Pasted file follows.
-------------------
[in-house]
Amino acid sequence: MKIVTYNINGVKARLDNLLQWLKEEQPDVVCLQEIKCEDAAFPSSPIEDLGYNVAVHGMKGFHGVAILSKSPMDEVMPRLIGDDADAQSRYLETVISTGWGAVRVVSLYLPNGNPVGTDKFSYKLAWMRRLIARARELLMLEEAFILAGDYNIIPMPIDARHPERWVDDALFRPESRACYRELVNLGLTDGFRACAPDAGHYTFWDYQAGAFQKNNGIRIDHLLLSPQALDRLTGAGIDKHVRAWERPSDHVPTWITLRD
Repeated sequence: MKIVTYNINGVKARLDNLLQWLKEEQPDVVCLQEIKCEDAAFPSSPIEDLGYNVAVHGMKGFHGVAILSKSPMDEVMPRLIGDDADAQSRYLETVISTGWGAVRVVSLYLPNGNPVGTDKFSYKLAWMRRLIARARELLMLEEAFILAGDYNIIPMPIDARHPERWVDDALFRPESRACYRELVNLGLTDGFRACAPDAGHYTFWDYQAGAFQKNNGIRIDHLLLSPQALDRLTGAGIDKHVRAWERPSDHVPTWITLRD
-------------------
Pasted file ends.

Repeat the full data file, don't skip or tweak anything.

[in-house]
Amino acid sequence: MKIVTYNINGVKARLDNLLQWLKEEQPDVVCLQEIKCEDAAFPSSPIEDLGYNVAVHGMKGFHGVAILSKSPMDEVMPRLIGDDADAQSRYLETVISTGWGAVRVVSLYLPNGNPVGTDKFSYKLAWMRRLIARARELLMLEEAFILAGDYNIIPMPIDARHPERWVDDALFRPESRACYRELVNLGLTDGFRACAPDAGHYTFWDYQAGAFQKNNGIRIDHLLLSPQALDRLTGAGIDKHVRAWERPSDHVPTWITLRD
Repeated sequence: MKIVTYNINGVKARLDNLLQWLKEEQPDVVCLQEIKCEDAAFPSSPIEDLGYNVAVHGMKGFHGVAILSKSPMDEVMPRLIGDDADAQSRYLETVISTGWGAVRVVSLYLPNGNPVGTDKFSYKLAWMRRLIARARELLMLEEAFILAGDYNIIPMPIDARHPERWVDDALFRPESRACYRELVNLGLTDGFRACAPDAGHYTFWDYQAGAFQKNNGIRIDHLLLSPQALDRLTGAGIDKHVRAWERPSDHVPTWITLRD